Remarks at Big Cedar, Oklahoma, on the Opening of the Ouachita National Forest Road.
President John F. Kennedy
October 29, 1961
Ladies and gentlemen, Senator Kerr, Governor, Members of the Congress:
I am proud to come to Oklahoma. During the campaign last year I met many citizens of this State, but not in this State. I met them in Alaska, where many Oklabomans had gone in the thirties to build a new life. I met them in the valleys of California, where many citizens of this State had gone in the thirties to build a better life. And they left Oklahoma, the State that they loved, because this country had not learned the lessons of land, wood, and water, because they had not recognized that these great national resources can only be maintained for ourselves and those who come after us by dedicated men--men, land, wood, and water.
Now the citizens of Oklahoma stay in Oklahoma. Now they recognize the opportunities that are to be found in this State-and Oklahomans instead of leaving are coming home.
I think in these years of great hazard for our country, where we are faced with many challenges, and also I believe many opportunities, that we take our lesson and our theme from the Bible and the story of Nehemias, which tells us that when the children of Israel returned from captivity they determined to rebuild the wails of Jerusalem, in spite of the threats of the enemy. The wall was built and the peace was preserved. But it was written, "Of them that built on the wall . . . with one of his hands he did the work, and with the other he held the sword."
We hold the sword, and we are determined to maintain our strength and our commitments. But we also hold in our hand the trowel. We are determined to build in our own country, so that those who come after us--as they surely will find available to them all of the great resources that we now have.
This forest was preserved for the people of this State and country by the efforts of a Congressman from far away Massachusetts, at the turn of the century, who recognized the importance of building for other generations.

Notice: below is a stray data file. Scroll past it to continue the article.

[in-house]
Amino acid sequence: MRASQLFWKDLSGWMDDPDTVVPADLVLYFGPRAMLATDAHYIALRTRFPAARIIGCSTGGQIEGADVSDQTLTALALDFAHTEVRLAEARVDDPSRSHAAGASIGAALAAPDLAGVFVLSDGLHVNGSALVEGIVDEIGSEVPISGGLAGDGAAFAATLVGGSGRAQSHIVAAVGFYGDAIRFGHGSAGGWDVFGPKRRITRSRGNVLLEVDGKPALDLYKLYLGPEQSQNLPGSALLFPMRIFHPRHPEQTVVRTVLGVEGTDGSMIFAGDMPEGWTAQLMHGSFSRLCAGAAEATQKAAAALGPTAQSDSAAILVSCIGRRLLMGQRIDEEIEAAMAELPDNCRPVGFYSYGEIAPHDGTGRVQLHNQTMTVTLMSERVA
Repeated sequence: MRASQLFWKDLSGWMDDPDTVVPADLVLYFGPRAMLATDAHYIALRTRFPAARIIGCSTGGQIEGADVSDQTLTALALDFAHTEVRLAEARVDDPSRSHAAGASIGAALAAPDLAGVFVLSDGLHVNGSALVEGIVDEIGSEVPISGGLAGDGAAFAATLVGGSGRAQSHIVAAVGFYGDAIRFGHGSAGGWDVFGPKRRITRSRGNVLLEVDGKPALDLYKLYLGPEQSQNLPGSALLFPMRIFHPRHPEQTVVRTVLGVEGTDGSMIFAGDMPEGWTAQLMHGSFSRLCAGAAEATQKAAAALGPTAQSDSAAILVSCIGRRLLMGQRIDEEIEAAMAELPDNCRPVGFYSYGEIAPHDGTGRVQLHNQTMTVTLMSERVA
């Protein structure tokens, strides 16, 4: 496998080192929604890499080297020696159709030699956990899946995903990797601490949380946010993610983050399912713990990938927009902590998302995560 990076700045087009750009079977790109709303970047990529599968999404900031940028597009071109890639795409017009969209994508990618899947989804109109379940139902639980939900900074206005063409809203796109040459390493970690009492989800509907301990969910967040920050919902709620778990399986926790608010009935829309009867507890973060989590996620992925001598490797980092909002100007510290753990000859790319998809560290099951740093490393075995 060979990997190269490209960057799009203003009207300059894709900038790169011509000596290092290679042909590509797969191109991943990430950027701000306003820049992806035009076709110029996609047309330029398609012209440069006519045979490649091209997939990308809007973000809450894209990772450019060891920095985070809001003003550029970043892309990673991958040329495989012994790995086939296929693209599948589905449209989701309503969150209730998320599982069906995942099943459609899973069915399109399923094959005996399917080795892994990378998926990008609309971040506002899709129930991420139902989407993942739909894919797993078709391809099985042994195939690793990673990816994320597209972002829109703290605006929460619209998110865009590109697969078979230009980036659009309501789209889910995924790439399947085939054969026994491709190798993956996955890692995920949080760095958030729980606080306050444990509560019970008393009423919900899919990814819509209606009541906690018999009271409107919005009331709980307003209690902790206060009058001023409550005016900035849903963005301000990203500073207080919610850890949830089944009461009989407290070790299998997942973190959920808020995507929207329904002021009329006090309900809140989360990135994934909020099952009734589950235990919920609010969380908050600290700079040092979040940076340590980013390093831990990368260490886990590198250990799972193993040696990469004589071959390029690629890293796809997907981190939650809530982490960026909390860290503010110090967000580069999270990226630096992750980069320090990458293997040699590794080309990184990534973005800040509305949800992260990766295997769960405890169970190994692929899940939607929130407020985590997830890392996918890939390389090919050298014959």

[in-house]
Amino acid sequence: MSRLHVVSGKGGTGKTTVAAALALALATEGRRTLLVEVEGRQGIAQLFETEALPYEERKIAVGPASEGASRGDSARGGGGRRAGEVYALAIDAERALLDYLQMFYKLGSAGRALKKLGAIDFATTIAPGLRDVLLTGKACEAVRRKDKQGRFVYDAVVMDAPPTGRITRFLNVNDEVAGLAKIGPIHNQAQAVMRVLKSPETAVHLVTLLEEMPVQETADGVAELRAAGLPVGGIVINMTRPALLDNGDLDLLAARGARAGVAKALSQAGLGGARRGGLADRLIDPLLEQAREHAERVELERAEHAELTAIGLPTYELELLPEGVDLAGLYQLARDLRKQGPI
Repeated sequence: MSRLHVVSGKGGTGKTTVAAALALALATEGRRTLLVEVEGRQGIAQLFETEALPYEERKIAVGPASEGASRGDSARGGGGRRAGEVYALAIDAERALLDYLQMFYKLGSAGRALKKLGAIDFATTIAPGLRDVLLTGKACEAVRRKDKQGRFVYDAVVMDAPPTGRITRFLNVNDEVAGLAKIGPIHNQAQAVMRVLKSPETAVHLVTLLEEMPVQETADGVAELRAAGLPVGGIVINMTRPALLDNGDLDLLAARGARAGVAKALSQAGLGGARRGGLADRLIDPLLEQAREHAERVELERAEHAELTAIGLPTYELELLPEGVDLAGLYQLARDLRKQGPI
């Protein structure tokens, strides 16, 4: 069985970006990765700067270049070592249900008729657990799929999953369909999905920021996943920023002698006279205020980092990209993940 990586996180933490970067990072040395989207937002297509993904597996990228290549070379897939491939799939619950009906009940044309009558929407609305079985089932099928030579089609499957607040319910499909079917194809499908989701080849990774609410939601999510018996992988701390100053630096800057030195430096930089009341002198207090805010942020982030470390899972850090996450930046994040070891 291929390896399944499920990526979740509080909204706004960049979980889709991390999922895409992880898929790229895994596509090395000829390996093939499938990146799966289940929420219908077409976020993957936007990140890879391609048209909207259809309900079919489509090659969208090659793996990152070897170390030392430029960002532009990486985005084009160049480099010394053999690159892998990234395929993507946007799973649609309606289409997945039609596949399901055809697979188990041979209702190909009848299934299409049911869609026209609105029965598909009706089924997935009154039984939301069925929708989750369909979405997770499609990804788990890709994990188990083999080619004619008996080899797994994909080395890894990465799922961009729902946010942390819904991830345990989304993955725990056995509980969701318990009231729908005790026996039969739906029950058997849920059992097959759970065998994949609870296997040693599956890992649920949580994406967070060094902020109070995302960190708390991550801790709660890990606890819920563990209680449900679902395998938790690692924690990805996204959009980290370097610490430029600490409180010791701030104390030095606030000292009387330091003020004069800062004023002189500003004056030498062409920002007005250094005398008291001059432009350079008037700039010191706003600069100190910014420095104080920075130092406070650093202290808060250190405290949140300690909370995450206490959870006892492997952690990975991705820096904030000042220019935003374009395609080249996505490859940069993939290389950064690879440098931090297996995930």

But this forest and these rivers and all that has been done here in Oklahoma has been done by the dedicated men that have represented this State in the National Capital-by Senator Robert Kerr who has helped build this State, by his partner Senator Mike Monroney who speaks for Oklahoma and the country, by Carl Albert who in a relatively short period of time has become the Majority Whip of the House, one of the three leaders with Congressman McCormack and Speaker Rayburn of the Democratic majority in the House of Representatives, which shows their regard for him; and I must say, in fight after fight for the development of the interests of the people of this country this year, Congressman Albert was in front always leading, and always fighting for this country.
And he is associated with distinguished Members who are here today. Congressman Edmondson, and Congressman Jarman, and Congressman Steed, with whom I served once in the House on the Labor and Education Committee. This State has a distinguished Governor, Governor Edmondson, and I am proud that as an old and valued friend of mine he has come here today.
We open this north-south highway, but in a larger sense, this meeting contributes to the education and well-being, in a sense, of the President of the United States. There is nothing more valuable for any occupant of that high office than to leave that city once in a while and come and see this country, and to see what a great asset we have, in these difficult times.
This country will have, by the year two thousand, more than three hundred million people in it. We want them to have the same assets that we have. We want to build for ourselves and for them. And therefore I can assure you, in the 1960's, as the United States carries the standard of freedom everywhere in the world, we will also be carrying the standard of progress, here in Oklahoma, here in the United States, as this country moves ahead.
Note: The President spoke at the ribbon-cutting ceremonies. In his opening words he referred to Robert S. Kerr, U.S. Senator from Oklahoma, and J. Howard Edmondson, Governor of Oklahoma.
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